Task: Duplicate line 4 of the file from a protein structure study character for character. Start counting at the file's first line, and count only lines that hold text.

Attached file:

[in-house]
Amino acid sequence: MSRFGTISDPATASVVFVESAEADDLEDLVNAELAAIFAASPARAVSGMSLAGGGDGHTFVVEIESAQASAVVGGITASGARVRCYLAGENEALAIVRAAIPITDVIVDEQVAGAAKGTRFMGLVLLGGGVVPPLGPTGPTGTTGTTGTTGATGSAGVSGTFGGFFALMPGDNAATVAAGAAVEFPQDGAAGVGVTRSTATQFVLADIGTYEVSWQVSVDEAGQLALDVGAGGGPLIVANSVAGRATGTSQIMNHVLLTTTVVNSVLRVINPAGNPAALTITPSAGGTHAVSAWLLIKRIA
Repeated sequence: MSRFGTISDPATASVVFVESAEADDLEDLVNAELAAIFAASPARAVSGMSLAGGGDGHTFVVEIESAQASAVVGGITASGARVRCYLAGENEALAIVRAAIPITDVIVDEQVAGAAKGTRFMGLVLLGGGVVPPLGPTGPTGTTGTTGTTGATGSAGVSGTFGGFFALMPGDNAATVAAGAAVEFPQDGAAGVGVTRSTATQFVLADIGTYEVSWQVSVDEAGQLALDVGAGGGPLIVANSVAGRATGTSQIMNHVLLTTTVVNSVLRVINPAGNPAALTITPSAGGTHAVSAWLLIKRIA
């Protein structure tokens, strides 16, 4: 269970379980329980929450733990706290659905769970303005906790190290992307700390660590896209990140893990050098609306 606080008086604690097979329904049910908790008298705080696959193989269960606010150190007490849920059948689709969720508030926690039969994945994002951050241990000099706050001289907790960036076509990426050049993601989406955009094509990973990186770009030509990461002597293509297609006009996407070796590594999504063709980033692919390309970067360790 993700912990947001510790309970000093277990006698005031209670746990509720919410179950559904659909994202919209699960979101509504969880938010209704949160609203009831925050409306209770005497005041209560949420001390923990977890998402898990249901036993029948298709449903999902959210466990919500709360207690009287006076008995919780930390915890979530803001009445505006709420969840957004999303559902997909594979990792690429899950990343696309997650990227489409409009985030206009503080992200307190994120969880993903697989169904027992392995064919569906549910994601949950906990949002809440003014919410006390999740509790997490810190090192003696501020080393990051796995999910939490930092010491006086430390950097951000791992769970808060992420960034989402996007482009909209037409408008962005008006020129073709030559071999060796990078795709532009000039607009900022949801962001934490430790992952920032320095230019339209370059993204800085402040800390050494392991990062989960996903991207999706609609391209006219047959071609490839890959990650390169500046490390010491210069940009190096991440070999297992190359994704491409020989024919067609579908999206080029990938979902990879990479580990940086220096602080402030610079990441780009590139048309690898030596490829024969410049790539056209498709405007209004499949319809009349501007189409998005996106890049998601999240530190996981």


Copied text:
């Protein structure tokens, strides 16, 4: 269970379980329980929450733990706290659905769970303005906790190290992307700390660590896209990140893990050098609306 606080008086604690097979329904049910908790008298705080696959193989269960606010150190007490849920059948689709969720508030926690039969994945994002951050241990000099706050001289907790960036076509990426050049993601989406955009094509990973990186770009030509990461002597293509297609006009996407070796590594999504063709980033692919390309970067360790 993700912990947001510790309970000093277990006698005031209670746990509720919410179950559904659909994202919209699960979101509504969880938010209704949160609203009831925050409306209770005497005041209560949420001390923990977890998402898990249901036993029948298709449903999902959210466990919500709360207690009287006076008995919780930390915890979530803001009445505006709420969840957004999303559902997909594979990792690429899950990343696309997650990227489409409009985030206009503080992200307190994120969880993903697989169904027992392995064919569906549910994601949950906990949002809440003014919410006390999740509790997490810190090192003696501020080393990051796995999910939490930092010491006086430390950097951000791992769970808060992420960034989402996007482009909209037409408008962005008006020129073709030559071999060796990078795709532009000039607009900022949801962001934490430790992952920032320095230019339209370059993204800085402040800390050494392991990062989960996903991207999706609609391209006219047959071609490839890959990650390169500046490390010491210069940009190096991440070999297992190359994704491409020989024919067609579908999206080029990938979902990879990479580990940086220096602080402030610079990441780009590139048309690898030596490829024969410049790539056209498709405007209004499949319809009349501007189409998005996106890049998601999240530190996981």